There are two ways to read Freshwater: there is the knowing and the unknowing. In the knowing, the reader has read about the author’s family. They know that Emezi is the middle child, as is Ada. They know that Emezi’s younger sister, Yagazie, was run over by a car as a child, something that also happens to Ada’s younger sister Añuli. They also know that Emezi’s essay for The Cut is about existing within the liminal spaces of gender as an ọgbanje. In the knowing, the reader recognizes these events as they exist within the novel and also within reality. In the unknowing, this is a story about a fictional person facing multiple realities. Just like the selves within the novel, both of these planes add important reference points.

In some ways, reading Freshwater is like looking fear in the face—fear of trauma, fear of blasphemy, fear of non-belief, fear of belief itself. What does it mean to believe that gods inhabit you? What does it mean to know that you are not of this world? In Ada’s mind, gods and spirits come and go as they please. The kinder of them sit with her in the home of her mind and offer her a drink. But even outside of the context of her mind, these gods exist. Spiritual without being religious, the text explores the gods we live with, the gods we meet, and the gods we make. From the beginning, ‘We’ warn us:

Humans often pray and forget what their mouths can do, forget that every ear is listening, that when you direct your longing to the gods, they can take that personally.

Even as gods live inside her, Ada’s relationship with Yshwa (or Jesus) is very important to her, and He often meets her in her mind. And even as the spirits within Ada literally know what it means to be larger than life, and she by extension also knows this, there is one particular human, named Ewan, that Ada builds up in this way through loving him. In all the ways that the story of Freshwater is extraordinary, the ordinary moments—of love, of small cruelties, and of traumas—also emerge, resounding.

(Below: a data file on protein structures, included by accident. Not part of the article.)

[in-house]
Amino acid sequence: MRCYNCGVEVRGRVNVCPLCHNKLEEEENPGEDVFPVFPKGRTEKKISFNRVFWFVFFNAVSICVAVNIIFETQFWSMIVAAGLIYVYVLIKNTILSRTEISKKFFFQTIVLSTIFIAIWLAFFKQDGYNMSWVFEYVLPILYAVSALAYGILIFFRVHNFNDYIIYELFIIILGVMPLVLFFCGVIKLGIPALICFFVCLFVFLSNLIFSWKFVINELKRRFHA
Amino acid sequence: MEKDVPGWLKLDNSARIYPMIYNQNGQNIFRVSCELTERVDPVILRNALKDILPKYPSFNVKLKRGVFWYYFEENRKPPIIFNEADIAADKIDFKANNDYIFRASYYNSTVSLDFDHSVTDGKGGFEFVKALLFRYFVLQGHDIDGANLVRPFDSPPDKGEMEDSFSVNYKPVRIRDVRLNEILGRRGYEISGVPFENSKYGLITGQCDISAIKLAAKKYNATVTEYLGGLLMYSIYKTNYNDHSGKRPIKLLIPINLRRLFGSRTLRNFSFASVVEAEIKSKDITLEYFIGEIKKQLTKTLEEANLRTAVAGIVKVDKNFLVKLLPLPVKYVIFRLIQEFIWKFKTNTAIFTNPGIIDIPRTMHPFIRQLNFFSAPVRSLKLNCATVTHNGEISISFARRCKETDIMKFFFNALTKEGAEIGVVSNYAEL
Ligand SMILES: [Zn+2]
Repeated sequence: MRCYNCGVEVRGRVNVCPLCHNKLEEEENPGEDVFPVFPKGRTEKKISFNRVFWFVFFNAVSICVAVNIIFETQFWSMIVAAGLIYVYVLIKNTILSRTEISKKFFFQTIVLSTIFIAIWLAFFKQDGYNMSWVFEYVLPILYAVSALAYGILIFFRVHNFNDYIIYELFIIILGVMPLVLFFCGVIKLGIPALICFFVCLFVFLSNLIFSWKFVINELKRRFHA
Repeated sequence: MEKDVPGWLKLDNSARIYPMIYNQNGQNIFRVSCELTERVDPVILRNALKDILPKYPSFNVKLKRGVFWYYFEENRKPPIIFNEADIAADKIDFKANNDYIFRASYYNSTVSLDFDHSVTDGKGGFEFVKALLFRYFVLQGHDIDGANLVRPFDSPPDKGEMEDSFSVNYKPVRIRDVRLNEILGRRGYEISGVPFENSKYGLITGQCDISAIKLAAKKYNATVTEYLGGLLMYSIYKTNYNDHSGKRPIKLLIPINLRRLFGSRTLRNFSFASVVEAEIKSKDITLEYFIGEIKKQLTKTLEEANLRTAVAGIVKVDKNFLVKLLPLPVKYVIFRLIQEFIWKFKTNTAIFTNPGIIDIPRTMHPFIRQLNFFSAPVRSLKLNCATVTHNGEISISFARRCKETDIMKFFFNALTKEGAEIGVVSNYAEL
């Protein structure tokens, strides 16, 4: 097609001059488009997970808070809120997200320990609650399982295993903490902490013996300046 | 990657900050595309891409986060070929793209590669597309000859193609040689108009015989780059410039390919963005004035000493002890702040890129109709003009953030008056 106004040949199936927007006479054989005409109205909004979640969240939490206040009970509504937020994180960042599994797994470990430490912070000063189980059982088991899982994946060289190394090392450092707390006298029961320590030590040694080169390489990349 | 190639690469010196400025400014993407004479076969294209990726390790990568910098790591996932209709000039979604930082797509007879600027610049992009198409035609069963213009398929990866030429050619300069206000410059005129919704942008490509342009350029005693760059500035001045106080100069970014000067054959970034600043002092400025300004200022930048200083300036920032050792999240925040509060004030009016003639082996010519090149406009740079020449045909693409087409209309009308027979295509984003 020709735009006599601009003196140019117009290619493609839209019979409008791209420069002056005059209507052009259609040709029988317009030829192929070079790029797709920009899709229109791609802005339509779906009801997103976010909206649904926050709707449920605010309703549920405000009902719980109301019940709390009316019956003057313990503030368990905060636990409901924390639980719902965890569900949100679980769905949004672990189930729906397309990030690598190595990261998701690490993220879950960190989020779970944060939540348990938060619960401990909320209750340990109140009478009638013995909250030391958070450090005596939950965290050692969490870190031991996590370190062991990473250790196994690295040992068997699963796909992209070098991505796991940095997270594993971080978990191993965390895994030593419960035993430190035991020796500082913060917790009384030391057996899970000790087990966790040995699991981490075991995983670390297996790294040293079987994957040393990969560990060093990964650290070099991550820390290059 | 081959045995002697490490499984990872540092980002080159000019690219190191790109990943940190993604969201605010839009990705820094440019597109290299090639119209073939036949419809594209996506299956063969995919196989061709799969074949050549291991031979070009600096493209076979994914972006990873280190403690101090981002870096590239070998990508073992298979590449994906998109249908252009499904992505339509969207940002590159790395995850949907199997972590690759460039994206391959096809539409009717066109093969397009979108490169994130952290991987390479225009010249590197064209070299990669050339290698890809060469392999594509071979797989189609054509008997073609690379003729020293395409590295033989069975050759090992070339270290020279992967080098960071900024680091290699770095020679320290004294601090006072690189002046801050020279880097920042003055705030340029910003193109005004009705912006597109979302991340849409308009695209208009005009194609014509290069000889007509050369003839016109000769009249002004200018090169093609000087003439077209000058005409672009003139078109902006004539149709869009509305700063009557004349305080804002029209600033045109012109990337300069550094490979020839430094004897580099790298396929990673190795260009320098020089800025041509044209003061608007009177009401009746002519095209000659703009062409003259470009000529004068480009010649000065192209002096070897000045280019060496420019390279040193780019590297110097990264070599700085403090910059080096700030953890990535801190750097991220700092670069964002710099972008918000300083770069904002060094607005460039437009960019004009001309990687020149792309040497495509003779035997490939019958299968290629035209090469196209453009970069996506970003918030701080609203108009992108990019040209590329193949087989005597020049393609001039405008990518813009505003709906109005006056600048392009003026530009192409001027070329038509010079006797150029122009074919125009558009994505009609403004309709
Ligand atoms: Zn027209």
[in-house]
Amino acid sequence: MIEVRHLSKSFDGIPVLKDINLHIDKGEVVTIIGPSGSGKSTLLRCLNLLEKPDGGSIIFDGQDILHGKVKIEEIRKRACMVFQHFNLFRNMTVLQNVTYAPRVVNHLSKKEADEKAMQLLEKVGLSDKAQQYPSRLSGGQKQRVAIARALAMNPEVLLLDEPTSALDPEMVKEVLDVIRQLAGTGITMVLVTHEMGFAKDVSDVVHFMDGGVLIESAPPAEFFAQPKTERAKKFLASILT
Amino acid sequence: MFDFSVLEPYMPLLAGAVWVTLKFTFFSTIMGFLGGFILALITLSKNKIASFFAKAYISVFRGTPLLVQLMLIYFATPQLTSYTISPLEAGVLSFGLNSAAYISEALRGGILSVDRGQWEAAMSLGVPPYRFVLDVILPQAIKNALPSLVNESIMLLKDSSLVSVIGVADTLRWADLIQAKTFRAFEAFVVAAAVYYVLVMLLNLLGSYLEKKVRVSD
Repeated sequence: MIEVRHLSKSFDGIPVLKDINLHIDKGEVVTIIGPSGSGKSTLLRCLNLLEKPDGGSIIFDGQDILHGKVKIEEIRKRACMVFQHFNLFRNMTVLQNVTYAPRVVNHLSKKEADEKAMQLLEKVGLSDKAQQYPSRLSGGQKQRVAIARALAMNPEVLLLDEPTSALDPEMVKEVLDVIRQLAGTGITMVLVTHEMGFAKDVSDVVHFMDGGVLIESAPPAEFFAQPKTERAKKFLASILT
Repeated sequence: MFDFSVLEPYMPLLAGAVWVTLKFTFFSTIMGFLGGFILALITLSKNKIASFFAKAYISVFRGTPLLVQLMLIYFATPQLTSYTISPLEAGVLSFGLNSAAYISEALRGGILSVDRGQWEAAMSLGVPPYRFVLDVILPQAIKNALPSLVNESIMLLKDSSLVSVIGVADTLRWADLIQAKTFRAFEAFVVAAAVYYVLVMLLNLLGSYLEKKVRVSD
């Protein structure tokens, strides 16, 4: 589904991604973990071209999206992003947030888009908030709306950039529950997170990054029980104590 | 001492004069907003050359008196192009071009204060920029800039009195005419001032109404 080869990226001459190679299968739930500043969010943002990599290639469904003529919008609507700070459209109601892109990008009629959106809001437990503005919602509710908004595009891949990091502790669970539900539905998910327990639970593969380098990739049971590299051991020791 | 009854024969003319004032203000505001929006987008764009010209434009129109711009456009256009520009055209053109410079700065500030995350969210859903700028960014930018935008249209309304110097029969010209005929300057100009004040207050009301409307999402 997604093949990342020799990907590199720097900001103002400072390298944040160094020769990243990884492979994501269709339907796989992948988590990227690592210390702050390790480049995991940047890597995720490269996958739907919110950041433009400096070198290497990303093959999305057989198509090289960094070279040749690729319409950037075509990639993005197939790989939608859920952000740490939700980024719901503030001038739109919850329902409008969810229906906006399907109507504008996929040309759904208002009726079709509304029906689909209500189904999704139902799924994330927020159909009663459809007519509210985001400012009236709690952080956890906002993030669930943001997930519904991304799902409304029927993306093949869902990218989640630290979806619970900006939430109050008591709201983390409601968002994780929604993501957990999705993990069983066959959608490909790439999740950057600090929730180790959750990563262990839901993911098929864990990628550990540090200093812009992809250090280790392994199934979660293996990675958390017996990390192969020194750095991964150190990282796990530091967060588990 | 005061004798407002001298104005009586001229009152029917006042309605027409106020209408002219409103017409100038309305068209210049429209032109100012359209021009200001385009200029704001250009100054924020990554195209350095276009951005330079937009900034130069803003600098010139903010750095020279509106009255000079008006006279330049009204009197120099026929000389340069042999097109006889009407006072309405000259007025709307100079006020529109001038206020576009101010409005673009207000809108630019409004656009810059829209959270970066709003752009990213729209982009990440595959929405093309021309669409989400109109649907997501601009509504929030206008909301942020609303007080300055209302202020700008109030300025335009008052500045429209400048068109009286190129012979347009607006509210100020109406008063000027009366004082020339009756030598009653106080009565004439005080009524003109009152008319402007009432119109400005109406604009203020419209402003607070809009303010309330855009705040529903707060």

In her journey, Ada is not alone. Aside from the obvious, she makes friends—“people who could see past flesh; people who prayed to gods, were ridden by them; people who heard transmissions even if they didn’t particularly want to listen in.” She meets those who see her, who understand what she is because they understand what they are. “I know how mad it sounds to call yourself a god,” Ada says in one of her few authored sections. “Believe me, I fought it at first.” The text never questions Ada’s narrative as anything other than true. What it does do, though, is show that the truth exists in multiple forms. There is not, nor can there be, solely one. And within this truth, somewhere, exists Emezi’s. Filled with beautiful, lush sentences, through Freshwater, Emezi offers us a lens into their world and creates a stunning landscape in the process. The novel explores the trauma of a life as worthy of being seen, and we should all be grateful for this contribution.

Abigail Bereola is a writer and the Books Editor for The Rumpus. On Twitter, @sherarelytweets. More from this author →